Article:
Cedar Waxwings! Flickers!

Cedar Waxwings Outside My Office Window

Sometime this last week, my little corner of New Mexico decided that Spring just might be a good idea.  For those of you who don’t know New Mexico weather, let me clarify…  This doesn’t mean we won’t have more snow.  Since I’ve lived here in Albuquerque, we’ve had snow as late as May.

It doesn’t mean we won’t have frost.  One year, after I planted my seedlings, in early May, we had a cold enough night that all the leaves were nipped off my peppers.  Oddly enough, the stems were fine.  I babied the shorn plants along, and we ended up with a good harvest.

Spring in New Mexico is not a gentle season with drip-drip-drop little April showers.  It’s a season of violent winds, dust storms, hot days, and freezing nights.

The signs of spring are subtle, but no less exciting for that.  One of my favorites is when the migrating birds start passing through and our summer residents return.  Just this week we saw our first quail, possibly the couple who routinely use our yard as one of their foraging areas.  We also saw the flickers (a sort of woodpecker) who have been co-residents of our yard for years.

Our winter resident juncos haven’t moved on, but we’re seeing some of the early migrants coming through.  In addition to the tough gang of juvenile robins who usually move in for a few weeks to take advantage of free water and great bathing facilities, we had new visitors.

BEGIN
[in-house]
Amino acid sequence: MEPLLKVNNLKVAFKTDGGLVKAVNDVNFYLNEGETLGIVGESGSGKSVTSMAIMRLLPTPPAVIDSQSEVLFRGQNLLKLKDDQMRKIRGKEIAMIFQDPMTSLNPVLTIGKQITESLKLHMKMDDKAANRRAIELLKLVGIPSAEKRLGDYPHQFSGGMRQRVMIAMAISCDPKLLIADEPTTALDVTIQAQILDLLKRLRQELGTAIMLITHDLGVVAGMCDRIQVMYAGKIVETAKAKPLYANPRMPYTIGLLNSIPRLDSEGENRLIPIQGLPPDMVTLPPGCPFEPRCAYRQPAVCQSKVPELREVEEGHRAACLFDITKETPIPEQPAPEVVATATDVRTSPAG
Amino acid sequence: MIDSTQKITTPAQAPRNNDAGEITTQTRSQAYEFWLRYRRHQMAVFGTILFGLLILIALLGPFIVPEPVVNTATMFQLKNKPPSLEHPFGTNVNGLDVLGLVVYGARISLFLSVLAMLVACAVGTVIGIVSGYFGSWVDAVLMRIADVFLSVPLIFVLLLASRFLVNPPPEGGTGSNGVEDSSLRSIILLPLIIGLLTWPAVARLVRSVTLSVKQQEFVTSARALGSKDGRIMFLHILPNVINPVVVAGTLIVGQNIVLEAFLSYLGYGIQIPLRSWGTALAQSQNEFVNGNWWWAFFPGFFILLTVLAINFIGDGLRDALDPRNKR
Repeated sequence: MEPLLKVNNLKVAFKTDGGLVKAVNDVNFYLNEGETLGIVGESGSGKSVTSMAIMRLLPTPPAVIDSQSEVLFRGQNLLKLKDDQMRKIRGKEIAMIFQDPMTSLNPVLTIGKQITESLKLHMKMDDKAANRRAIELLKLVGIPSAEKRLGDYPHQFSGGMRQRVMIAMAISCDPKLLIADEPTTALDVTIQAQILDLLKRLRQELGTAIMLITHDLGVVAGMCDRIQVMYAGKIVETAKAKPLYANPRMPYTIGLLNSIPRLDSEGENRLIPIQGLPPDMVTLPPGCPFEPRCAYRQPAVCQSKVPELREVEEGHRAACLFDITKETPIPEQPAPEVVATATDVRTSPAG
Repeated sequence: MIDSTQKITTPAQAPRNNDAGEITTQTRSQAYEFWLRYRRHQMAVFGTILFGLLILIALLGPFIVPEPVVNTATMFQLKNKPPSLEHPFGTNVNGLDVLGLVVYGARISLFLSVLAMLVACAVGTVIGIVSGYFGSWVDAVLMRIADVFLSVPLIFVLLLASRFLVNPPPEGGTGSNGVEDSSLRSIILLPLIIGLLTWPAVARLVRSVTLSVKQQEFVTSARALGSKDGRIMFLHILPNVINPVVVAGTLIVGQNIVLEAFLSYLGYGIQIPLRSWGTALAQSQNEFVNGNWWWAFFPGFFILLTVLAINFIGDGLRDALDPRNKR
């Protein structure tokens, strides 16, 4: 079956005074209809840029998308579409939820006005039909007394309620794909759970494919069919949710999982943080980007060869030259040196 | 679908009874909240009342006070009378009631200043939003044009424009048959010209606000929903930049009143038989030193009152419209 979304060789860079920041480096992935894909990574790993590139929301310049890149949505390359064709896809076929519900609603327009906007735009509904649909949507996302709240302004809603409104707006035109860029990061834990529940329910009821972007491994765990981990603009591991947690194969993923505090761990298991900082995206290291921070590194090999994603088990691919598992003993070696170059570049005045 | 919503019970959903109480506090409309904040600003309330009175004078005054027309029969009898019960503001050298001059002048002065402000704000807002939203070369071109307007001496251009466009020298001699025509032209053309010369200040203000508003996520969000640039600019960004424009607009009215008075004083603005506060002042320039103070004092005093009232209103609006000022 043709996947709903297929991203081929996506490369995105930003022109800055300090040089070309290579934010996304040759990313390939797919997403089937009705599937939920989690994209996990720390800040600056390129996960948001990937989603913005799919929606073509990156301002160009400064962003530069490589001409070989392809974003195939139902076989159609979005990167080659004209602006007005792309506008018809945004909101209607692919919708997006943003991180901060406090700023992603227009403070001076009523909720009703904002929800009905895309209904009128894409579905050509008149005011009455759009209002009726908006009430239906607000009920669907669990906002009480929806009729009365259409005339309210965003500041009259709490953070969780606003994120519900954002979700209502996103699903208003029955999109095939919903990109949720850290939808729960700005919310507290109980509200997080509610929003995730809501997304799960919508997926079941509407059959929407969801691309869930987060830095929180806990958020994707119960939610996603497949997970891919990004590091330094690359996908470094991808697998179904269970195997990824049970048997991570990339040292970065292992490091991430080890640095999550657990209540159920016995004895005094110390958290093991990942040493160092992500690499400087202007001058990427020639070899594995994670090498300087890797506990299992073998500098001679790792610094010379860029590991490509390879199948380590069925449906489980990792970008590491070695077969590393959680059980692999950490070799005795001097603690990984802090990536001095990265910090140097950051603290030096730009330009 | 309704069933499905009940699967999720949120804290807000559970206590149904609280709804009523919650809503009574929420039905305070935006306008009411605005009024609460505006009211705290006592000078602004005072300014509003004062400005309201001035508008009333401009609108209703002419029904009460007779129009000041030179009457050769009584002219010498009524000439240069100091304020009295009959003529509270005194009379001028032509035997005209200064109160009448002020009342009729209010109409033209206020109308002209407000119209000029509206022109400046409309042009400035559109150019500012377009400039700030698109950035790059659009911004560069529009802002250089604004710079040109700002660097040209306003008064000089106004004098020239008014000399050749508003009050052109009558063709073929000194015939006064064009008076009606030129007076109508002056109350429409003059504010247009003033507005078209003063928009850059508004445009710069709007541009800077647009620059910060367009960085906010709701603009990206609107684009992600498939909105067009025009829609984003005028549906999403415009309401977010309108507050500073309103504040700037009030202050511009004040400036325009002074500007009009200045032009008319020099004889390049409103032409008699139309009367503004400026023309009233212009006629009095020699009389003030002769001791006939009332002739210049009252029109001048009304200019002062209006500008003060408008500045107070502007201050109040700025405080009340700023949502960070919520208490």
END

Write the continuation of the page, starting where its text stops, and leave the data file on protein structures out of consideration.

When I first saw the cedar waxwings drinking from the pond, what clued me in that these slim brown birds were not our usual house sparrows and finches wasn’t the brilliant spots of red on their wings or the fact that the tips of their tails looked as if they’d been dipped in a bucket of bright yellow paint.  It was the way they drank: dipping in their beaks, then tossing back their heads with the enthusiasm of college students doing shots.

Then I took a closer look and saw the bright splashes of color, grabbed our favorite quick-ID bird book (Birds of New Mexico by Stan Tekiela) and made an identification.

Although most of the native trees and shrubs have the good sense to wait until later to start putting out leaves, the weeds and ground covers are starting to leaf out.  Wild mustard is a pain, but I do like spectacle pod and some of the other weeds which will give us our first flowers.

The calendar indicates that several more weeks must pass before Spring officially arrives, but the promise is flying through and splashing down in my birdbath.

2 Responses to “Cedar Waxwings! Flickers!”

  1. Harried Harry Says:

    Here in Las Cruces, my plums are in full bloom and the other fruit trees in the area are doing the same. Of course, gardening is still a work in progress. My neighbor plans to wait till mid April before he plants anything. I’m not sure what I’ll plant; maybe just flowers and tomatoes. I’m very happy for Spring, but my wife hates the wind!
    Enjoy the birds, we have many new ones arriving but I haven’t put out any feeders (yet).

    • janelindskold Says:

      Our seeds arrived yesterday. Bird feeders are a winter thing for us. We bring them in when the environment can support the birds. And we help the environment do so by leaving a variety of native plants in our yard.

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